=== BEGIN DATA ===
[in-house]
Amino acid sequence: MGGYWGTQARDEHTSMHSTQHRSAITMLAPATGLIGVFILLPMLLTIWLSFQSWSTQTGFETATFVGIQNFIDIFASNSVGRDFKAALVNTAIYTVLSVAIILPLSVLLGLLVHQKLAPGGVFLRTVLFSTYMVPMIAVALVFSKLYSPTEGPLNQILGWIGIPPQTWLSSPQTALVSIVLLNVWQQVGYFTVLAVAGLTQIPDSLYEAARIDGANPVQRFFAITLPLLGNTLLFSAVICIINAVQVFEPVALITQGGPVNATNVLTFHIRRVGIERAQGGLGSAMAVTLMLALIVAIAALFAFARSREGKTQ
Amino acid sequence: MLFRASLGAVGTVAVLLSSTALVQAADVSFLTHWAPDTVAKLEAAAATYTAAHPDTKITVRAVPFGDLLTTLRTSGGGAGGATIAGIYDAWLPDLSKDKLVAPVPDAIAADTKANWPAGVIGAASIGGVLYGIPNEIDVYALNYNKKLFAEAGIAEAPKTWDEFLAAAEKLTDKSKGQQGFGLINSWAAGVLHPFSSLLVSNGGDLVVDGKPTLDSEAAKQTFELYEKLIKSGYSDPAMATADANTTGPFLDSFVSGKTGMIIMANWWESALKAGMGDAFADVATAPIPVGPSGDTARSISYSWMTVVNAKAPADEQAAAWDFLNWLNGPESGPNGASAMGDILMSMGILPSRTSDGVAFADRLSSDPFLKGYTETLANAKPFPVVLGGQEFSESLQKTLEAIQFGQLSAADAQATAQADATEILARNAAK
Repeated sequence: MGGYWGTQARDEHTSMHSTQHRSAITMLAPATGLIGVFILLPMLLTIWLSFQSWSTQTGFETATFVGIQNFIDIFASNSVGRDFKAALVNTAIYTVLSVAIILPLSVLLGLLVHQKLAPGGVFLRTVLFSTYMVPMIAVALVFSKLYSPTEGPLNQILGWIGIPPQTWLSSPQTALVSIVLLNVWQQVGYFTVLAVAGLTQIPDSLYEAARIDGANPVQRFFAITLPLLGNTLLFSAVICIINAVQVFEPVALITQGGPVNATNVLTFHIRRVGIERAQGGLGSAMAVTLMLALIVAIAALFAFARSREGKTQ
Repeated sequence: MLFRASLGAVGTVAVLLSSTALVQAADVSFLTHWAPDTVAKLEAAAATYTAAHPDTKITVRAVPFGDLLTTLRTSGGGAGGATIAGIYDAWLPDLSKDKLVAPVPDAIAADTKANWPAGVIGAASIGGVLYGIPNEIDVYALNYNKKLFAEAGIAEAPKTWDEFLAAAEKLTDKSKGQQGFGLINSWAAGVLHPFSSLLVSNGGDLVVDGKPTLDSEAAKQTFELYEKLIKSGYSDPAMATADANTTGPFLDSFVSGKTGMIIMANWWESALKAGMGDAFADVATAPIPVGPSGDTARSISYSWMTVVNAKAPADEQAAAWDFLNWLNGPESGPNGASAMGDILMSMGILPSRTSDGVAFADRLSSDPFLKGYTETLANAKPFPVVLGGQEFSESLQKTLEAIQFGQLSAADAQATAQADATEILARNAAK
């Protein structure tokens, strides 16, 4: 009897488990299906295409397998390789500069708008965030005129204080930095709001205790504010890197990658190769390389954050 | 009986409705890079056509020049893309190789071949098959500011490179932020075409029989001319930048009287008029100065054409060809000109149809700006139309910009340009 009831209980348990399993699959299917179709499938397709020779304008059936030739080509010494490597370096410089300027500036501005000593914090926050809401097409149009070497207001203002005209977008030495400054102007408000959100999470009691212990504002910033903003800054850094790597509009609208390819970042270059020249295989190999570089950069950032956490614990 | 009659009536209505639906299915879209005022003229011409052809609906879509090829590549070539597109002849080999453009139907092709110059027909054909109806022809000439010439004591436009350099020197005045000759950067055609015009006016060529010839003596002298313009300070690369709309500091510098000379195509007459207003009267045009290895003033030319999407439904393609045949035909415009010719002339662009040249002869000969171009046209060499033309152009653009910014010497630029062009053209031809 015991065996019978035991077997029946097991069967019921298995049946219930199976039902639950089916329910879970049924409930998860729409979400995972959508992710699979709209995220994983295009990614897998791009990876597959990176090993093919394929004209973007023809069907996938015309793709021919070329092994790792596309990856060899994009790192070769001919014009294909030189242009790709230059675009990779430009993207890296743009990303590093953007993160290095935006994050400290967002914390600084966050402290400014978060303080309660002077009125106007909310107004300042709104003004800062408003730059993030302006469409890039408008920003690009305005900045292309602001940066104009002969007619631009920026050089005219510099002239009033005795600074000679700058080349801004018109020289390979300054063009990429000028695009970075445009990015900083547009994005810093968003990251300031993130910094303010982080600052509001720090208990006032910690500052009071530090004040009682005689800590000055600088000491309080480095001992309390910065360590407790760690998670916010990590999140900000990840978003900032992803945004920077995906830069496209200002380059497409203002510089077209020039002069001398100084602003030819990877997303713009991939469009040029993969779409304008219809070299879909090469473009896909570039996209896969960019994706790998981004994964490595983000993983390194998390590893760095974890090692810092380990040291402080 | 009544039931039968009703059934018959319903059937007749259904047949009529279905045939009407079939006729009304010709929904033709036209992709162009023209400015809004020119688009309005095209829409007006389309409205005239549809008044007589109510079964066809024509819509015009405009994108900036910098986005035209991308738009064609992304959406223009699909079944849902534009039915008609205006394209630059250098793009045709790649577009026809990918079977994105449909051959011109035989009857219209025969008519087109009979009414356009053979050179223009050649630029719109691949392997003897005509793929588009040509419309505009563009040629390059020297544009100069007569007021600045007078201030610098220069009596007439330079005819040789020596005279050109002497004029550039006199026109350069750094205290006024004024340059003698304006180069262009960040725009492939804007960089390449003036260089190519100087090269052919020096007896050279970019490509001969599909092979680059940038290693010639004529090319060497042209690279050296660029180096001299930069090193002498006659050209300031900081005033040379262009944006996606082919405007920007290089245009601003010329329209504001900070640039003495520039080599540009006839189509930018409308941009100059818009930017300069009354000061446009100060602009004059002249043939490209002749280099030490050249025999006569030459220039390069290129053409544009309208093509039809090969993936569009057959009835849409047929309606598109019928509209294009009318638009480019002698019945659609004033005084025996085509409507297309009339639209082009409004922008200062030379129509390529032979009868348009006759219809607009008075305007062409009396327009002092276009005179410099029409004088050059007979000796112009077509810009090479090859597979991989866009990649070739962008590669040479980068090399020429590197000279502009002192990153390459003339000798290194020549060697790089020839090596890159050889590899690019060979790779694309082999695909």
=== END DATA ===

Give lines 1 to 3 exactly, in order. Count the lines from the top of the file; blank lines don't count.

[in-house]
Amino acid sequence: MGGYWGTQARDEHTSMHSTQHRSAITMLAPATGLIGVFILLPMLLTIWLSFQSWSTQTGFETATFVGIQNFIDIFASNSVGRDFKAALVNTAIYTVLSVAIILPLSVLLGLLVHQKLAPGGVFLRTVLFSTYMVPMIAVALVFSKLYSPTEGPLNQILGWIGIPPQTWLSSPQTALVSIVLLNVWQQVGYFTVLAVAGLTQIPDSLYEAARIDGANPVQRFFAITLPLLGNTLLFSAVICIINAVQVFEPVALITQGGPVNATNVLTFHIRRVGIERAQGGLGSAMAVTLMLALIVAIAALFAFARSREGKTQ
Amino acid sequence: MLFRASLGAVGTVAVLLSSTALVQAADVSFLTHWAPDTVAKLEAAAATYTAAHPDTKITVRAVPFGDLLTTLRTSGGGAGGATIAGIYDAWLPDLSKDKLVAPVPDAIAADTKANWPAGVIGAASIGGVLYGIPNEIDVYALNYNKKLFAEAGIAEAPKTWDEFLAAAEKLTDKSKGQQGFGLINSWAAGVLHPFSSLLVSNGGDLVVDGKPTLDSEAAKQTFELYEKLIKSGYSDPAMATADANTTGPFLDSFVSGKTGMIIMANWWESALKAGMGDAFADVATAPIPVGPSGDTARSISYSWMTVVNAKAPADEQAAAWDFLNWLNGPESGPNGASAMGDILMSMGILPSRTSDGVAFADRLSSDPFLKGYTETLANAKPFPVVLGGQEFSESLQKTLEAIQFGQLSAADAQATAQADATEILARNAAK